• In the present study, the hypoxia-mimicking agent Ni(2+) induced vasoactive intestinal peptide (VIP) expression at both mRNA and peptide levels but it did not modify the expression of VIP receptors (VPAC(1), VPAC(2) and PAC(1) receptors) in androgen-dependent human LNCaP prostate cancer cells [13].

Biological context of Nickel II ion

  • The urease activation kinetics were studied in vivo by monitoring the development of urease activity upon adding Ni(2+) to spectinomycin-treated Escherichia coli cells that expressed the complete K. aerogenes urease gene cluster with altered forms of ureE [14].
  • In addition, divalent cations (Mg(2+), Cu(2+), and Ni(2+)) have a dramatic and differential effect on the structure, depending on the state of phosphorylation of the protein [15].
  • For example, neither Ni(2+) nor the receptor-associated protein, which blocks binding of all known ligands to LRP, block alpha(2)M*-induced signal transduction [16].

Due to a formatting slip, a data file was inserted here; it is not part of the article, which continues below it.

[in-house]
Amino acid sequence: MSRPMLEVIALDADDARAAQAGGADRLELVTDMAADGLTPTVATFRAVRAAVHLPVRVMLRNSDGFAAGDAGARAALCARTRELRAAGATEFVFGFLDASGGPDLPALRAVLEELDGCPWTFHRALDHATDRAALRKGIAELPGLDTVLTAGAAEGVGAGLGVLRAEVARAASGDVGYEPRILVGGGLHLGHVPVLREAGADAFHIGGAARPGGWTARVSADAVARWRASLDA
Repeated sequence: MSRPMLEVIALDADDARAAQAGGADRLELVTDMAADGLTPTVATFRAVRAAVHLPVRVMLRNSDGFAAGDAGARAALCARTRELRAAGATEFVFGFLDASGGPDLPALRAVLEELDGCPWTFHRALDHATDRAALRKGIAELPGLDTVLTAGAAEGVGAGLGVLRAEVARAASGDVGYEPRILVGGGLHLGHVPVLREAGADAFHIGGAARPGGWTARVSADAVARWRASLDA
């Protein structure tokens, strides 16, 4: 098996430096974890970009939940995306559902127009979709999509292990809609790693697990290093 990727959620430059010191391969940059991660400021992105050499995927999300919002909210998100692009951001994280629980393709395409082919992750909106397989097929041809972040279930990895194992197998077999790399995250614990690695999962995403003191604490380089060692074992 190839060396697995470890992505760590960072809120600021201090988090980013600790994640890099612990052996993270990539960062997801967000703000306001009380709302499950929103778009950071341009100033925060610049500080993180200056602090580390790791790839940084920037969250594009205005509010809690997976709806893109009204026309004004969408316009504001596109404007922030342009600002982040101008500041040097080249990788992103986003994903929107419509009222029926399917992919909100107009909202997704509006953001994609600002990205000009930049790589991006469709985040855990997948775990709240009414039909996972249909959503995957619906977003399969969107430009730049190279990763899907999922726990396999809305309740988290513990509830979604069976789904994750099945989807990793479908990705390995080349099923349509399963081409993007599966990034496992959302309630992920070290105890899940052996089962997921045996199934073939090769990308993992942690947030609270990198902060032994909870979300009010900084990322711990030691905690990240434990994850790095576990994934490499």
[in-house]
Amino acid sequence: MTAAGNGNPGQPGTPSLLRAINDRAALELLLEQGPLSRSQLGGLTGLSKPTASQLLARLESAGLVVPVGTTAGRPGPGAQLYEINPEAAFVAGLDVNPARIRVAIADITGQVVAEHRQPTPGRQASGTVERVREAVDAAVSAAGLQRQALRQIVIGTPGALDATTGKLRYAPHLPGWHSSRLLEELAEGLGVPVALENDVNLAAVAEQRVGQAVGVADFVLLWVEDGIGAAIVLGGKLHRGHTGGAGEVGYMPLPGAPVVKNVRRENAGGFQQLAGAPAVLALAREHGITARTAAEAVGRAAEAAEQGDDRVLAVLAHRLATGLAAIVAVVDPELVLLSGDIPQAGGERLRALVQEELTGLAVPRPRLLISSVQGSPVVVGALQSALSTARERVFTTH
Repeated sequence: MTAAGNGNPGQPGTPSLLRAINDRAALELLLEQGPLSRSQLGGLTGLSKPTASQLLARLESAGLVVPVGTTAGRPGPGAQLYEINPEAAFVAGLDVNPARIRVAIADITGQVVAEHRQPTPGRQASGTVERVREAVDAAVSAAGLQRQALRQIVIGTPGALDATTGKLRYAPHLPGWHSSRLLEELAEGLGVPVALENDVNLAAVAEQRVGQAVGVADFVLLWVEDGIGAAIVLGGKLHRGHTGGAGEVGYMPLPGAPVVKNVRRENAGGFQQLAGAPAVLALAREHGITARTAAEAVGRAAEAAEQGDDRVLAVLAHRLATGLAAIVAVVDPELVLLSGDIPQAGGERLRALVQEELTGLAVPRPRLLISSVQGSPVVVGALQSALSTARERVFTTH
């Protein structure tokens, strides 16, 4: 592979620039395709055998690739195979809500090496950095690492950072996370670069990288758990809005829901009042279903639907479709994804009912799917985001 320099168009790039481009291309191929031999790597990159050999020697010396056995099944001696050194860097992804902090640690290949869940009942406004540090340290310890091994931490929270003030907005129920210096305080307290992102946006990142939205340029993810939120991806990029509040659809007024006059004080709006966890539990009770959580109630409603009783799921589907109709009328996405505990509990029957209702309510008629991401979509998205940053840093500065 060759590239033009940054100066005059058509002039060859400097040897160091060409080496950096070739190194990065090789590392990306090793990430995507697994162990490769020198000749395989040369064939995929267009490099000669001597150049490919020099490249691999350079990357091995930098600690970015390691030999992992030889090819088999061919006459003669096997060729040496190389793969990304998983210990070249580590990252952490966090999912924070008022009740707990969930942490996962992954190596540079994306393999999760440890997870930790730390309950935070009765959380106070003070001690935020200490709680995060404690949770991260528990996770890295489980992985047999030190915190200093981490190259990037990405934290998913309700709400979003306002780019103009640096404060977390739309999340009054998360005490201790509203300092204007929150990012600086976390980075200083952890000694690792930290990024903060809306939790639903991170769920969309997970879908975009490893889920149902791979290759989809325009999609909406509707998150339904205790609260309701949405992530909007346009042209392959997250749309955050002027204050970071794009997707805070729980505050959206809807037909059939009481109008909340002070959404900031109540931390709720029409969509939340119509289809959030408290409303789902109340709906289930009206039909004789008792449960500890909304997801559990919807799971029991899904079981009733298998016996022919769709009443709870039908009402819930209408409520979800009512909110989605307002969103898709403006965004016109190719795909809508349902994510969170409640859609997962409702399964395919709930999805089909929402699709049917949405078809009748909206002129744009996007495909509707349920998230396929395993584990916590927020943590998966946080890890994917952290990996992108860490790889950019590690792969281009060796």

• In contrast, at basal membrane potentials (approximately 25 mV) ryanodine triggered extracellular Ca(2+) influx that was blocked by Ni(2+) [17].
  • Nickel ions localized initially in the cytoplasm, but later entered the nucleus and eventually silenced a transgene [18].

Anatomical context of Nickel II ion

  • Whereas rat myocytes lack I(Ca(T)) and exhibit I(Ca(TTX)) only, guinea pig myocytes possess both of these low-voltage-activated Ca(2+) currents, which are separated pharmacologically by superfusion with TTX or Ni(2+) [19].
  • Pretreatment of the oocytes with the reagent reduced Ni(2+) inhibition of the remaining current [20].
  • The precursor was purified from insoluble inclusion bodies by Ni(2+) affinity and gel filtration chromatography under denaturing conditions [21].
  • To study the ion selectivity of the AtNHX1 protein, we have purified a histidine-tagged version of the protein from yeast microsomes by Ni(2+) affinity chromatography, reconstituted the protein into lipid vesicles, and measured cation-dependent H(+) exchange with the fluorescent pH indicator pyranine [22].
  • Astrocyte death could be blocked by 100 microM Ni(2+) or 100 microM benzamil, suggesting involvement of Na(+)-Ca(2+) exchange [23].